What is it about some becoming who “they” were truly meant to be that frightens society?
Miss Brown was an addict, a sex worker, a transgender M-T-F and my friend.
When we became cooking buddies, I began to learn a great deal about transitioning and its challenges.
She taught me a great deal about men, power, money and negotiating of sexual liaisons.
While I struggled to be progressive, I often was aghast at the things she endured to become her true self and live in a non-exploitative and non-objectified manner.
I often struggled with seeing her as female because I knew of her birth gender.
I am ashamed to admit I had not seen her as a full human.
I saw her as entertaining.
I saw her as educational.
I saw her as fun. I saw her as an individual who brought laughter and some new insights.
I never saw her as a person struggling to make sense of a world that didn’t like her as male, and hated and attempted to destroy her as a transgender female.
Many of us struggle with the same dislikes of transgender individuals.
We hate, dismiss and psychologically deny them for several reasons.
When I began to examine my discomfort, it became clear that it landed differently depending on whether the transperson was M-T-F or F-T-M.
Male to female always brought up a ton of thinking about domination, oppression, and white supremacy. My opinion was one that questioned why anyone would willingly move from a position of power to one of powerlessness. With my tribe that went from female to male, my perception was that it was only a shameless grab for power and entitlement.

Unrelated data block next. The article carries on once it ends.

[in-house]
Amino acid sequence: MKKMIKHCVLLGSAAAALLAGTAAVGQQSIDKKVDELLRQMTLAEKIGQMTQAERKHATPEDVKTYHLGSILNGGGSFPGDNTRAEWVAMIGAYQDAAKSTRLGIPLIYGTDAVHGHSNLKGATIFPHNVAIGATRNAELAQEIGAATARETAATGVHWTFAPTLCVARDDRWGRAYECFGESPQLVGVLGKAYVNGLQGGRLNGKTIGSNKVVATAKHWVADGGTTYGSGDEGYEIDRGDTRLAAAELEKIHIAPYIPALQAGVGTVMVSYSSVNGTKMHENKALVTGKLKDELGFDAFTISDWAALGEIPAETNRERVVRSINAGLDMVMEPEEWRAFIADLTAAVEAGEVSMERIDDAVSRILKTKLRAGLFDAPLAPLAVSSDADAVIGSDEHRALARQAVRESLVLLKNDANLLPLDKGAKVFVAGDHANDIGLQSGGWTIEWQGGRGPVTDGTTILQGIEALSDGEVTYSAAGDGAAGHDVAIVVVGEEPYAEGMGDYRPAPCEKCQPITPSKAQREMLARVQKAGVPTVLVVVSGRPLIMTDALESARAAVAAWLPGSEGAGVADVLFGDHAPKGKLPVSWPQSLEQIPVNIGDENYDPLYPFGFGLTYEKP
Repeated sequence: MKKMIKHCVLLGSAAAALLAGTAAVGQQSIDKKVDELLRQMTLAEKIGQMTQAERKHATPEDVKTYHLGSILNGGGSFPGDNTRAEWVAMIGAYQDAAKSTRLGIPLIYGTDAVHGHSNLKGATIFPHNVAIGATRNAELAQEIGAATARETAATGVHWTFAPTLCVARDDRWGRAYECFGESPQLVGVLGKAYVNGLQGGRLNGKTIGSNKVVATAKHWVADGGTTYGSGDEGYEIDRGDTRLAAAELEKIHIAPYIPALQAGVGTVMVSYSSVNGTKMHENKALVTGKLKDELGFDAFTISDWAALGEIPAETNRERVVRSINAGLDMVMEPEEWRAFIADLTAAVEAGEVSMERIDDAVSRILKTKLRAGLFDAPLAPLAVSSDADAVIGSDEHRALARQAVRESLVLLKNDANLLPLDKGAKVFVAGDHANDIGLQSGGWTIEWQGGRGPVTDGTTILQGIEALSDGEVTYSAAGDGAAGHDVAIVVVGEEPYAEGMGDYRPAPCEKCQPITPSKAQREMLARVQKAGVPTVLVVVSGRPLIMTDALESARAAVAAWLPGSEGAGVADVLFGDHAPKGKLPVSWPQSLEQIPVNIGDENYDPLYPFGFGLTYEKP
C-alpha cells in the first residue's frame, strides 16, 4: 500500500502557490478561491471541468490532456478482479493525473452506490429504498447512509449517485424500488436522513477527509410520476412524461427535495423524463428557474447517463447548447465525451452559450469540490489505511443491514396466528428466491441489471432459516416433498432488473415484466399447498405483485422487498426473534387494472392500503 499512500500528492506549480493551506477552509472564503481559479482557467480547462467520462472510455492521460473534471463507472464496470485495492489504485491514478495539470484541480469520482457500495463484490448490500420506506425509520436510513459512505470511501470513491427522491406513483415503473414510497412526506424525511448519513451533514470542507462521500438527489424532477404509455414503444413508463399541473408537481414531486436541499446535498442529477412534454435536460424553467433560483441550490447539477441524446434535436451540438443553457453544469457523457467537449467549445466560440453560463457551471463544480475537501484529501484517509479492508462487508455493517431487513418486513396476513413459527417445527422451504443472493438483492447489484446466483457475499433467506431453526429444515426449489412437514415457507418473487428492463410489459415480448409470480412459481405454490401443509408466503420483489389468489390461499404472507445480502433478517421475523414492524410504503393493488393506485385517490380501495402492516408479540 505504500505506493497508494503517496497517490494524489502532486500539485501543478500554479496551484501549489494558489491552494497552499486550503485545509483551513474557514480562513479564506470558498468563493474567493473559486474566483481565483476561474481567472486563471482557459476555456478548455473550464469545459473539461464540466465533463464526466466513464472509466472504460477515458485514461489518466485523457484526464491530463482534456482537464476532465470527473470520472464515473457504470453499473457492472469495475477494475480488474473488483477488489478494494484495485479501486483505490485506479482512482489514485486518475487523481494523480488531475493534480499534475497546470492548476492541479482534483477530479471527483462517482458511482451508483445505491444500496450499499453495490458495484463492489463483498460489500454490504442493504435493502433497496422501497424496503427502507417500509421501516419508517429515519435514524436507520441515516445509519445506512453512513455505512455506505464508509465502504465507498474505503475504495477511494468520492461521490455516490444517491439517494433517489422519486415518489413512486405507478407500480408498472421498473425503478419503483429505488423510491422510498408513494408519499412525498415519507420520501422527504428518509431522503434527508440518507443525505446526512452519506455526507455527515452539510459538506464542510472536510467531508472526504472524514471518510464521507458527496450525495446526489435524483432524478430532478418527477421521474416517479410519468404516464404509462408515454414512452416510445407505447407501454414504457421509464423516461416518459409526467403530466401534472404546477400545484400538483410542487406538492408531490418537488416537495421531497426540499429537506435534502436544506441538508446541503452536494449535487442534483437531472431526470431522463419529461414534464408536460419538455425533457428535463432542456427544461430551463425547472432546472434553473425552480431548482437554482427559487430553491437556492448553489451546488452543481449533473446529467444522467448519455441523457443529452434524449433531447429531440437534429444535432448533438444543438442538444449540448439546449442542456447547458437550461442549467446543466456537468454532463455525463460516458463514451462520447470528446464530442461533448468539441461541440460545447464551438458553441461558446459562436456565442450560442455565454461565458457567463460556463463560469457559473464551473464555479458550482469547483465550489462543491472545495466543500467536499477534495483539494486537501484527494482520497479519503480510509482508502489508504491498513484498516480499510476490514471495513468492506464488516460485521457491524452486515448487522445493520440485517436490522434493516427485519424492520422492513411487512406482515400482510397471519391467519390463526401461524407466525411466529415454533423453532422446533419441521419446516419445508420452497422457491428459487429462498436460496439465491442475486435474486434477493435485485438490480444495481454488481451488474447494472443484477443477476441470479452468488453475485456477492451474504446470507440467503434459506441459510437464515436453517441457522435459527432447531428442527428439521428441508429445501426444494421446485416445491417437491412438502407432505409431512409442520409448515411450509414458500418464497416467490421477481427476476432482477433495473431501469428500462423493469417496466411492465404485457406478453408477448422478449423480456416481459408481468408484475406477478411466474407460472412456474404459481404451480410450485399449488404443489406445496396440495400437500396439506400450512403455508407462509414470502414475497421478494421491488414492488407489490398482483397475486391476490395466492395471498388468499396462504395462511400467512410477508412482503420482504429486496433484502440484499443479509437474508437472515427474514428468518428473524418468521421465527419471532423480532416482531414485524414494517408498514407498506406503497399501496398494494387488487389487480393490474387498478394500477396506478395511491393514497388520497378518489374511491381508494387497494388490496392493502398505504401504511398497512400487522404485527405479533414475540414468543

After some serious self-examination and some heartfelt listening, I discovered that I was wrong on both accounts.
What frightens us all is visibility and the bold choice to remake and reinvent without anyone’s approval.
Most gays spend a lifetime waiting for someone, typically, a family member or uncomfortable friend to grant them permission to be who they are and live boldly and freely.
When one of our own gets bold, we have the option to either applaud and join them or wish they would slink away in shame painfully awaiting approval of the ubiquitous “they.”
To claim space anywhere in the world at any time is thrilling and dangerous.
Most of us fear the trans community because we fear the responsibility and visibility that comes with choosing to redirect our lives and our gender.
Few of us have made decisions about how we live and exist in a world that hates and attempts to control and destroy anything that is not white, young and male.
Choosing an identity makes folks realize how much society (a group of people they have never met) influences their thoughts, behavior, and sexual expression.
Miss Brown shared with me the brutal physical abuse she endured first at the hands of her homophobic grandmother (who tried to beat the sissy out of her young male body) while threatening her then later at the hands of the medical establishment, who told her the operation and hormones could cause death.
Her response to both threats: I’m willing to risk it.
Choosing death and visibility over lies and self-denial is brave.
All my trans folks who decide to live, have much to teach us all.
Confrontations with those in power and those that offer conditional love provide examples of how to take on the wall of shit that we all face when we decide to self-create.
Choosing to forgo a lifetime of meaninglessness means you are inviting all kinds of danger and vulnerability.
Ms. Brown struggled with addiction and self-medicated via tricks and drugs; she had tackled the initial battle of taking on a world of bigots and intimate terrorists and won.
She had not disappeared.
She underwent her transformation, not seeking to gain or relinquish power.
She reordered her identity.
Forgive us for our fear.
Forgive us for our lack of bravery and courage.
Forgive us for not doing the internal work that would allow us to accept, revere and learn from your ranks.
We are ripe to learn lessons of how to be brave and offer a big middle finger to society who can only accept us when we clone ourselves and allow people to go unchallenged and their bigotry unchanged.
Trans folks also understand exploitation.
The school of resistance is rewriting its curriculum.
Time to show up and show out.
Originally published on Anthony-Carter.com
Photo:Georgina Rose Evans